Another go-to explanation was combat fatigue. While incredibly nuanced, and thankfully better understood today, we still know that the impacts of war and combat on service members can contribute to a multitude of physical and psychological issues. However, what they suggested then was collective psychosis, which is not only exceedingly rare, but even more unlikely in these scenarios where reports of sightings were happening from all sides and independent of one another.
Then, of course, there was the idea that this was in fact a weapon developed by Nazi Germany. Some placed blame on the Nazis as a collective entity, but others had a specific name in mind: Wernher von Braun. The then-32-year-old aeronautics engineer led the development of the V-2 rocket, the first-ever long-range ballistic missile. Braun was regarded as a prodigy in the field and was thought by many to be capable of never-before-seen technology. His intelligence was so sought after, in fact, that he was one of 1,600 German scientists and engineers brought to the U.S. for government employment following WWII as part of Operation: Paperclip. Von Braun would go on to lead the development of the Saturn V rocket that took Neil Armstrong and Buzz Aldrin to the moon.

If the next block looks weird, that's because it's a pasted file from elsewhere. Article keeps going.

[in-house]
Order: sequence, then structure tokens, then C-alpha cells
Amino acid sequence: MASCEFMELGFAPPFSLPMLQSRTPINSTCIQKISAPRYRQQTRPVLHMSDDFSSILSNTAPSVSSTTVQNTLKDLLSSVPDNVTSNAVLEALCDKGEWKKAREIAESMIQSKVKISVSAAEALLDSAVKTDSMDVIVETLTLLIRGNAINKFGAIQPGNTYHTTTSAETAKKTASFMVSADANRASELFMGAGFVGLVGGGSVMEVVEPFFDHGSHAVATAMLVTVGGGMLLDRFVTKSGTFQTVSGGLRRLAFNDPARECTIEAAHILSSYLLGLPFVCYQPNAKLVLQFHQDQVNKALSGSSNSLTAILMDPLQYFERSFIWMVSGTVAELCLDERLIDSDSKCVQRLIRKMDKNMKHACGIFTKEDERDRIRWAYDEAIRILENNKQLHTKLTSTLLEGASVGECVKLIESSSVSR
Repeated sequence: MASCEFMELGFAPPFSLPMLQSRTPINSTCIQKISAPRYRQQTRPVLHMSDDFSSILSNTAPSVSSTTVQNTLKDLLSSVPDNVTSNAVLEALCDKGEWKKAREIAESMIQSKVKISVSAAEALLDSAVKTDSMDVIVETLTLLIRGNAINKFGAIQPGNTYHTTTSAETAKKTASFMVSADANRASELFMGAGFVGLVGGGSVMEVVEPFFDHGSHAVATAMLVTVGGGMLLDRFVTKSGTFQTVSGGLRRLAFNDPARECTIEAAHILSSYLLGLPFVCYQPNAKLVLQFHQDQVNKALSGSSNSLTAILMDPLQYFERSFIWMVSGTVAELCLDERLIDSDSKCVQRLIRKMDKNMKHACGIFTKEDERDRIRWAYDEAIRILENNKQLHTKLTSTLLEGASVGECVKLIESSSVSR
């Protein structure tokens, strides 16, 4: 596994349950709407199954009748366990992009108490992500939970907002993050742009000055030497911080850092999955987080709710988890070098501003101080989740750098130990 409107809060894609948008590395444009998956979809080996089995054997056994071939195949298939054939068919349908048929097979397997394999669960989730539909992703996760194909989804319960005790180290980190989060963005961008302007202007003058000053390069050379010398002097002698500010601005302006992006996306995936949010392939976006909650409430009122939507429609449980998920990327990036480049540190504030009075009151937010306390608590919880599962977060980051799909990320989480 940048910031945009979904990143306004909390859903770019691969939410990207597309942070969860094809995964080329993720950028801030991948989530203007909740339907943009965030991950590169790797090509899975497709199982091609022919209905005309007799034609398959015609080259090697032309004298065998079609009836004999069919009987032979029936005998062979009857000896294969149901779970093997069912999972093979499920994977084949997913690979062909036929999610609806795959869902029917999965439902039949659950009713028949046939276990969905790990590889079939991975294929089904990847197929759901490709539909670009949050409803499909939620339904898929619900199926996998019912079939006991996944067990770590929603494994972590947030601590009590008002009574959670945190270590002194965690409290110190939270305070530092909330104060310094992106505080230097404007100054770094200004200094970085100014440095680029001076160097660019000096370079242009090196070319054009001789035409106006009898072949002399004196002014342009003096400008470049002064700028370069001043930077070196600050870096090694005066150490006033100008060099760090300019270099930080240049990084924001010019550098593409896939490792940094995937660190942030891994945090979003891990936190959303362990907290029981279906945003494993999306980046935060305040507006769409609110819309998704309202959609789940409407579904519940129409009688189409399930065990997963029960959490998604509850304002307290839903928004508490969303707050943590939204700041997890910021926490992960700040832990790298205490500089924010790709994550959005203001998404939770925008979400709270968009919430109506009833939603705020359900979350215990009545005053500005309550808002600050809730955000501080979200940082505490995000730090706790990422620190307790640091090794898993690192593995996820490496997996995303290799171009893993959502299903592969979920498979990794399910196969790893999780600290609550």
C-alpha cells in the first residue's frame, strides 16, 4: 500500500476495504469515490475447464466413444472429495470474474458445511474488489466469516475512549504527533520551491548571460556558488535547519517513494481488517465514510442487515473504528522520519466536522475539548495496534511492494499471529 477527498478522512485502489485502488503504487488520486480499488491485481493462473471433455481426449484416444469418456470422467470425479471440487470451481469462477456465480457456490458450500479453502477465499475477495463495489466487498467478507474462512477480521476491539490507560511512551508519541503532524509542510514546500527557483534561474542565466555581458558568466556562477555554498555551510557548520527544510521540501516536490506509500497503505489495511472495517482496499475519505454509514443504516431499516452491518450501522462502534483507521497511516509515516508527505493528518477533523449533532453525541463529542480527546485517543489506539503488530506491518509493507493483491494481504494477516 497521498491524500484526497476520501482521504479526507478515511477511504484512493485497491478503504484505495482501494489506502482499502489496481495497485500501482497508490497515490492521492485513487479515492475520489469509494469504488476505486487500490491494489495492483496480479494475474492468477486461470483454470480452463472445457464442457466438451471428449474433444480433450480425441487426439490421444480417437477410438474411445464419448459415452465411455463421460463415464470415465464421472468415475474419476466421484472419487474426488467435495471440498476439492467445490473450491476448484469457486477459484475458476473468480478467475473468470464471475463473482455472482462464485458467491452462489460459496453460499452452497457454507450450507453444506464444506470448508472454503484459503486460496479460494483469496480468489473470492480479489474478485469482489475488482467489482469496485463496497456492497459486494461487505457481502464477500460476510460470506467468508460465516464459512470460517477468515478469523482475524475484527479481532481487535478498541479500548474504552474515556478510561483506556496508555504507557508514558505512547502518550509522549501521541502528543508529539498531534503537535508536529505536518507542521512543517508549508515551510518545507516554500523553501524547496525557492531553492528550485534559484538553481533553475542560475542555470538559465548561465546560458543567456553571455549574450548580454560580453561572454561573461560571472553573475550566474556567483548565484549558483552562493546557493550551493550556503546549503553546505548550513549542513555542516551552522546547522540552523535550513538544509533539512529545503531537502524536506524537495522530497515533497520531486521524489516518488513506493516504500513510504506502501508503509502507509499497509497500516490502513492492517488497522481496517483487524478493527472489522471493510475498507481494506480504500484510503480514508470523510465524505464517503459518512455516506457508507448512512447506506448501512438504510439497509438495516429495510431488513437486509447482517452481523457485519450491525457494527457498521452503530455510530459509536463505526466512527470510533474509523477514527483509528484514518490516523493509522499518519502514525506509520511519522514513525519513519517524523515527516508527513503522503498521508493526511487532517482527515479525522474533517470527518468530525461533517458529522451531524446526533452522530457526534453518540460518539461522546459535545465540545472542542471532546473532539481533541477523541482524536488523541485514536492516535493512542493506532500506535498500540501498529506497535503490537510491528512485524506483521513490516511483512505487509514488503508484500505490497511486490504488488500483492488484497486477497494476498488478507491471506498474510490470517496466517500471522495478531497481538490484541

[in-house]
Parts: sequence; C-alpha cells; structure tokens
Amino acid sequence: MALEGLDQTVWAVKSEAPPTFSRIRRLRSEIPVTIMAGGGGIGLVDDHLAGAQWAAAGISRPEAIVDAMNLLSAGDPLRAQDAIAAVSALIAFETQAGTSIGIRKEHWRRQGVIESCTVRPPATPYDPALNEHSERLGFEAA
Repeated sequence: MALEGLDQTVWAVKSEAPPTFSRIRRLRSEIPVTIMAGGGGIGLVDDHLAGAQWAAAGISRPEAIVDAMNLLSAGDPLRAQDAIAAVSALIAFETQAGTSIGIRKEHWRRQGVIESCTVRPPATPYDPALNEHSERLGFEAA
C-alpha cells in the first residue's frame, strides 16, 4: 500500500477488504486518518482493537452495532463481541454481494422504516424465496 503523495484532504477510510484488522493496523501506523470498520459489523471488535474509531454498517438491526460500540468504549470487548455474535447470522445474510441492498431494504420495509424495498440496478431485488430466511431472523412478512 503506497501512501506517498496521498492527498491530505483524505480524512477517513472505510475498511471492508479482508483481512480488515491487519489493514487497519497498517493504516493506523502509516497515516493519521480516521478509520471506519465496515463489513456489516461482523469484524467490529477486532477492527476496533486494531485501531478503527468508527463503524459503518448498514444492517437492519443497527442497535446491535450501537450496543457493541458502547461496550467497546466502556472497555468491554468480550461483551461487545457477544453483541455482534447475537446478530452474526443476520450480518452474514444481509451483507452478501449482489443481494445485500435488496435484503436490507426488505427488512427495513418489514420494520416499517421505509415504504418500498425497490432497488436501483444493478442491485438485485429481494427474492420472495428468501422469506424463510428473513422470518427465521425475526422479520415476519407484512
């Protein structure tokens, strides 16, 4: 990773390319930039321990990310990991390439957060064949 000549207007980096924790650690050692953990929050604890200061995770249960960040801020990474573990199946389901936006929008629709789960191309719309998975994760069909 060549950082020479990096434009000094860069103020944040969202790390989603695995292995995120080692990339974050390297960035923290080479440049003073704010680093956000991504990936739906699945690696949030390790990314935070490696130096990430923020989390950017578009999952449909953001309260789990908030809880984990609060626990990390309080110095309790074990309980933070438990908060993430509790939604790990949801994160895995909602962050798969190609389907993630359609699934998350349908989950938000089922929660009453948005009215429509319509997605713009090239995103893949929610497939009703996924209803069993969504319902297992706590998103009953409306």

While some still like this idea to this day, aviation experts and eyewitnesses both support the idea that the Luftwaffe had nothing that could even compare to the Foo Fighters. Despite some close encounters, none of the Airmen had ever seen any mechanical parts in these objects, nor did they ever pick anything up on radar. Nothing ever convinced them unequivocally that these were man-made weapons, or that they were even out to harm them.
There have been a number of investigations into these sightings over the years. In 1953 (right around the time the U.S. and Canada actually decided to try to build a flying saucer of their own) the CIA had even put together a group of scientists to give their insight and possible explanation. Unfortunately, this never yielded any official response. So realistically, we know just as much about these Foo Fighters now as they did back then. However, with time comes technological advancement and advantage. With sightings of these glowing light or fireball-type objects still occurring today, alongside so many other well-documented aerial phenomena, we may be well on our way to figuring out the nearly 80-year-old mystery.